SINGAPORE: A six-year-old boy from India who was killed after being run over by a bus last year had crossed the road ahead of his mother, a coroner's inquiry found on Monday (Feb 18).
Delivering her findings, State Coroner Kamala Ponnampalam said children must always be supervised on roads, with an adult holding their hands.
Arul Dev Ashwin was knocked over by a bus on the morning of May 24, 2018, along Choa Chu Kang Avenue 5. He was pinned under the bus and taken to National University Hospital with multiple injuries, where he died that same morning.
The court heard that the boy had been with his mother, Ms Nagarajan Lakshmi, on the way to a class in Choa Chu Kang.
Ms Lakshmi testified that she had been holding onto her son with one hand and a skate scooter in the other hand while they crossed the main road at Choa Chu Kang Avenue 5.
However, her son let go of her hand and began walking ahead of her towards the centre divider. She was about two steps behind when he reached the divider.
She then saw him take two steps down from the divider onto the road, when a bus knocked him down. According to her, the bus drove about a bus length ahead before coming to a stop, with her son lying near the right rear tyre.
His body was later sent home to India.
BUS DRIVER DID NOT NOTICE BOY UNTIL IMPACT
The driver of the SMRT bus, Mr Anuar Mahat, said during the proceedings that he had been plying service 983 at the time and did not notice the boy.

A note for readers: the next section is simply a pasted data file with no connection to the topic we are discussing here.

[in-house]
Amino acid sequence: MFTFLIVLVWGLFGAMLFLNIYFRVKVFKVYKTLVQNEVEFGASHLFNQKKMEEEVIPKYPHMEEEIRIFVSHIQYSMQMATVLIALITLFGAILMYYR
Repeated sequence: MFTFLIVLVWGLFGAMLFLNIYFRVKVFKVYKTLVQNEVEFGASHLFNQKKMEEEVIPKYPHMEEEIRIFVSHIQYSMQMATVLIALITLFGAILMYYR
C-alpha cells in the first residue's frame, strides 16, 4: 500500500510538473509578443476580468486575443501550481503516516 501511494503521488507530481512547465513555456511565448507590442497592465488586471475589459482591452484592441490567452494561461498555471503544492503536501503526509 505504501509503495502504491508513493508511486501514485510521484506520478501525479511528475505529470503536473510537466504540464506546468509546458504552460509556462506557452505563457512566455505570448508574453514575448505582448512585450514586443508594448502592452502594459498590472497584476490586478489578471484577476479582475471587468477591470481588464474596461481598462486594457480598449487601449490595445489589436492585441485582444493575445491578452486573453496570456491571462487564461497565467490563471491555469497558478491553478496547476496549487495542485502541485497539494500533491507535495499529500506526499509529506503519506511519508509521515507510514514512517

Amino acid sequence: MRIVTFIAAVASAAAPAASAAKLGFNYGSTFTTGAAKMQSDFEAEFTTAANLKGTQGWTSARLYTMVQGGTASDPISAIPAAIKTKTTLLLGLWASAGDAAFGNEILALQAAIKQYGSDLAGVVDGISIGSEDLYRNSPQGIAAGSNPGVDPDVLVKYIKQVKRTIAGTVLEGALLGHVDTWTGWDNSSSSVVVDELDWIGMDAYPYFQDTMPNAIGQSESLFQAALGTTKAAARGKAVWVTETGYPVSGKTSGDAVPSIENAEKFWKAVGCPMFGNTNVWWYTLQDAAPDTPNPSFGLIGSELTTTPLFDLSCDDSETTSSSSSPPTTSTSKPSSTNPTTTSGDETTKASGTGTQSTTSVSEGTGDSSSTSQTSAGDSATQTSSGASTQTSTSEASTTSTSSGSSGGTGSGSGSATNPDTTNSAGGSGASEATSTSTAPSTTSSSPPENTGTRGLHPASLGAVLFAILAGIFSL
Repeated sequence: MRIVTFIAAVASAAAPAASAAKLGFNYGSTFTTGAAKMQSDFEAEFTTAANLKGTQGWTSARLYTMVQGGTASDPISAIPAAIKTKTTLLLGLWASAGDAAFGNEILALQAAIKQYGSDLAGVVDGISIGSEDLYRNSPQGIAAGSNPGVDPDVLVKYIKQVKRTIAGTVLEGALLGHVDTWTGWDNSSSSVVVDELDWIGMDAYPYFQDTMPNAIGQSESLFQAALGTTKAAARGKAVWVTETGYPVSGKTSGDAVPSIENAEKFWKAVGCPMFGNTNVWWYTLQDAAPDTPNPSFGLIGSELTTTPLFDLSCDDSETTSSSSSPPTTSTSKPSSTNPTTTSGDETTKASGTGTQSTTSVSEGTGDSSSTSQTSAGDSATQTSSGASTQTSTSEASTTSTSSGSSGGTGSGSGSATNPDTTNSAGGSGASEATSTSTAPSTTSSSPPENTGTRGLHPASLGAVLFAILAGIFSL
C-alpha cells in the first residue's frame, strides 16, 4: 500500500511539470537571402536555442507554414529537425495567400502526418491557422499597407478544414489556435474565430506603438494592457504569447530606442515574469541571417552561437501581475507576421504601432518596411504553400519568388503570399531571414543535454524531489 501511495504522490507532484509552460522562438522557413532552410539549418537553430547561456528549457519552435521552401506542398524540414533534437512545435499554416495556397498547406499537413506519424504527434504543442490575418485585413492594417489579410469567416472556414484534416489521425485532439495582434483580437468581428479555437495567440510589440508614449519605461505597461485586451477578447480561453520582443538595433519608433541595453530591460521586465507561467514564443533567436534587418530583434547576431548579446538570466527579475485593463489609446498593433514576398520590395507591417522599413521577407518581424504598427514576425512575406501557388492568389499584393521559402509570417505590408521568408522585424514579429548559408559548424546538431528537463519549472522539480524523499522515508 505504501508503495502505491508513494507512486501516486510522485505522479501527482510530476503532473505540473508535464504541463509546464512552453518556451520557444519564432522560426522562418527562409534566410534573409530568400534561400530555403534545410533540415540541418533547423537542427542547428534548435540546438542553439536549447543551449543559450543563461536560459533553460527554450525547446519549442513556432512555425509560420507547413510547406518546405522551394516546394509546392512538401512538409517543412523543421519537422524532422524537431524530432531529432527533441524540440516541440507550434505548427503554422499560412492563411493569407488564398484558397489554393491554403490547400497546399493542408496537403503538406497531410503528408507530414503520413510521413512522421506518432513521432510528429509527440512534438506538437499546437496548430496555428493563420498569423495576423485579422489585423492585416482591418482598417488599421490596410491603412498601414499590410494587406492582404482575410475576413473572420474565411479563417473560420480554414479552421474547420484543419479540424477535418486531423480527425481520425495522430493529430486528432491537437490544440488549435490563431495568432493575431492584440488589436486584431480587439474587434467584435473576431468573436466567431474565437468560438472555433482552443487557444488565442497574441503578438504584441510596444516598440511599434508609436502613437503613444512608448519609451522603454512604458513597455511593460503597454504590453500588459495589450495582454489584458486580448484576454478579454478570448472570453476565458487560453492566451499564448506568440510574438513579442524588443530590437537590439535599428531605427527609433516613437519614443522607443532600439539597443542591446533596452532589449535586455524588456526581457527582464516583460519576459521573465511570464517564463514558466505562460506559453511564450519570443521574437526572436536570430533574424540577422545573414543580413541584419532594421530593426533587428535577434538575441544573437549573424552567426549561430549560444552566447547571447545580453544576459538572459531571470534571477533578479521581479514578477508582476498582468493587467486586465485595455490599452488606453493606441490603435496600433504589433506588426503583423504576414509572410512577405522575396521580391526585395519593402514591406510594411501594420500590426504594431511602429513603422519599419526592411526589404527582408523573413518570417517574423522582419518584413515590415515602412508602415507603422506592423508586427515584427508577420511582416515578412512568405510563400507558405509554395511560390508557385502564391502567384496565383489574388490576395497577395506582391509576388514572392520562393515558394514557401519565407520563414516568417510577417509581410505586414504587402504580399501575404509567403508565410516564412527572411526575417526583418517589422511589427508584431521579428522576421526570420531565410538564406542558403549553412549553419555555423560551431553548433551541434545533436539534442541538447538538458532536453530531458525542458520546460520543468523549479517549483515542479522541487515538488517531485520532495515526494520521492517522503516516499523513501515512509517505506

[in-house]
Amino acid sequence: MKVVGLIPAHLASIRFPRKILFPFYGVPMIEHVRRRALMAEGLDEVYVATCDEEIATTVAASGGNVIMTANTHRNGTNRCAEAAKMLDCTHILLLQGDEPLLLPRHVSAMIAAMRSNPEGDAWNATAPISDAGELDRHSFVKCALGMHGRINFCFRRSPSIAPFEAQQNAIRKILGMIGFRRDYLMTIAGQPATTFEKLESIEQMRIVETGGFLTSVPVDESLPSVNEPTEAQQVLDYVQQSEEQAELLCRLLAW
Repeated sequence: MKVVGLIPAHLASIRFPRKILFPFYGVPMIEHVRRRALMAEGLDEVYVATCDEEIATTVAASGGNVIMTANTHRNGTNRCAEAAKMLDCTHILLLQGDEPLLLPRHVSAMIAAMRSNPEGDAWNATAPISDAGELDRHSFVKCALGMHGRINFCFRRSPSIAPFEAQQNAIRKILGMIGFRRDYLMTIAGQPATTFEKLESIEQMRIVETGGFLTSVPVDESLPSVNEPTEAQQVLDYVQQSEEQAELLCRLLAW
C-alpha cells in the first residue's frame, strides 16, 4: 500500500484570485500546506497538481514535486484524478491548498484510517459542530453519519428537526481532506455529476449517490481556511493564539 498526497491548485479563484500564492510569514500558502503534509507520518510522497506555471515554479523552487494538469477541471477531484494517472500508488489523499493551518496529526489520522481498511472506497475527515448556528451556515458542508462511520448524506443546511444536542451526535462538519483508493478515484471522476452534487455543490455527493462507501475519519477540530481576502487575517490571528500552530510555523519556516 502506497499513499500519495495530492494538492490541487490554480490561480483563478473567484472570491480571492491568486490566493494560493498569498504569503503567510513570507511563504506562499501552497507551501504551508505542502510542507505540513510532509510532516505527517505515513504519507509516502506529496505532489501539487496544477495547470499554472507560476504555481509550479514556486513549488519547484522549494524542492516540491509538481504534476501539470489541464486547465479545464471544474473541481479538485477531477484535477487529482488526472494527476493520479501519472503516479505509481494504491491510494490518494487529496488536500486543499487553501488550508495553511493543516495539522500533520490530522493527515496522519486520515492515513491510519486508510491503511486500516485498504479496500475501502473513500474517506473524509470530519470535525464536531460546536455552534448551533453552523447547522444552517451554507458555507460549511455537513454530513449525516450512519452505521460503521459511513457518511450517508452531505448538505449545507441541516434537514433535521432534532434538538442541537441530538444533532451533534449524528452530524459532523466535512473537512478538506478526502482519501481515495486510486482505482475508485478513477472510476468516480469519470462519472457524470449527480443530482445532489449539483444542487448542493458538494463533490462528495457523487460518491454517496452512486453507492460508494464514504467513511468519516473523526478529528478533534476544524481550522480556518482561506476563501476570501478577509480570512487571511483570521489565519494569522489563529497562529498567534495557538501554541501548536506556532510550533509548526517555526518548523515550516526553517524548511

He became aware of the boy's presence only after feeling an impact at the front right portion of his bus. He looked out of the windscreen and saw the side of the bus had hit the boy.
When he realised that the bus had collided into the six-year-old, the bus driver stopped the bus and contacted his control room to tell them about the accident.
Two witnesses - a passenger on the bus and a bystander with his back facing the road - said they did not know where the boy had come from.
In her blind-spot analysis, a forensic scientist found that the boy, who was about 1.18m tall, was likely obscured from the bus driver's view when he was on the centre divider.
He was not visible in the bus' front-facing camera at the estimated time of the collision, and no footage capturing the actual collision was found.
The coroner said "it is important to bear in mind that children are generally impulsive and known to behave unpredictably".
She added that children are easily distracted and can be hard for drivers to spot.
"Parents and child-minders can use this opportunity to teach the child to identify safe crossing places, to anticipate driver behaviour and to generally be aware of the traffic environment," she said.
"These simple steps would go a long way in limiting the number of child casualties on our roads."
She said the boy's death was "an unfortunate traffic misadventure" and extended her condolences to his family.